Put simply, Biblical Theology is concerned with the movement of Scripture's narrative across time from Creation to New Creation, with Christ standing not only at the centre of this narrative, but also the key to understanding the parts and the whole of Scripture. The IVP New Dictionary of Biblical Theology identifies the following features as being distinctive to Biblical Theology:
- Exegesis. At the heart of Biblical Theology is exegesis. Biblical Theology is concerned with a slow, careful reading of the text within its context. At the centre of this exegesis is Jesus, through whom Biblical Theology makes understanding of both the past and the future.
- Pace. Biblical Theology is a slow, methodical meditation on scripture.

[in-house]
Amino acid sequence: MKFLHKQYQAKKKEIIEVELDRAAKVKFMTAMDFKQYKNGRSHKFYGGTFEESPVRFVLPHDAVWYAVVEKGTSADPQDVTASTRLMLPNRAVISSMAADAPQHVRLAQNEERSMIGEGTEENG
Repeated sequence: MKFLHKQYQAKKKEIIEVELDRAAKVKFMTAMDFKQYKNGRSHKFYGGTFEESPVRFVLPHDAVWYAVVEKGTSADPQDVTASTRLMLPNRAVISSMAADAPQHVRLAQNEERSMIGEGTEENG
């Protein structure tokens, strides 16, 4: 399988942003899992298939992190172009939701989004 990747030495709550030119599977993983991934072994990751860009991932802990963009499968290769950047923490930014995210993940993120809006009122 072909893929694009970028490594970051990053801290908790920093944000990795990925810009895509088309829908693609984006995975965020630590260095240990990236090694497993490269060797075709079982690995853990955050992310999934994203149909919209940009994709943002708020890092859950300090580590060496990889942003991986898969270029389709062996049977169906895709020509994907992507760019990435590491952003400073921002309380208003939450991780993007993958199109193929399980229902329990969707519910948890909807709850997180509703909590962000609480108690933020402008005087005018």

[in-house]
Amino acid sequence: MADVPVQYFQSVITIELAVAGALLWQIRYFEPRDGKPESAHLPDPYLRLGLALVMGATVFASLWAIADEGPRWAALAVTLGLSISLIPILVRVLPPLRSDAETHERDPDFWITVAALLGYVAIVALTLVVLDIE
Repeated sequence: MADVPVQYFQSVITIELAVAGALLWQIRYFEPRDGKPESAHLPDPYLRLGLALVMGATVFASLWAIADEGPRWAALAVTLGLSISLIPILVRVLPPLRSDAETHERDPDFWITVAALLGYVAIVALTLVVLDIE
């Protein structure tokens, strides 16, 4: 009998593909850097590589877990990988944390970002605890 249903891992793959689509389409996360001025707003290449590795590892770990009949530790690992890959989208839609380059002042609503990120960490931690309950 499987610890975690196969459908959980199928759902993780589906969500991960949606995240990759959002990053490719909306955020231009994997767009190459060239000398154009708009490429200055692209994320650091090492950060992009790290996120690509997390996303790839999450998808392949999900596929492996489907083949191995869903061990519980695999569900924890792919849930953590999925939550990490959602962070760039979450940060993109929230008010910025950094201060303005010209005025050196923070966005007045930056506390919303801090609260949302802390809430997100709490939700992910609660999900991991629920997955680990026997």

- Unity. Biblical Theology is determind to uphold the unity of Scripture when it exegetes a text whilst also being sensitive to the particularities and complexity of the Bible.
- Time. Biblical Theology is concerned about time, such as when things happened, and unfolding progressive self-revelation of God.
- Genre. Related to all of this, Biblical Theology seeks to exegete texts in a way that makes sense of it's literary genre. Biblical Theology seeks appreciate and understand speech/act.
- Narrative. Biblical Theology traces the story, and not just certain themes within the narrative. At the same time Biblical Theology is interested not only how words are used from across the Bible, but also in following the development of themes throughout Scripture.
Most of this summary comes from separate chapters of Brian Rosner and Don Carson, in the IVP New Dictionary of Biblical Theology.
For further reading: Graeme Goldsworthy, Christ-Centred Biblical Theology.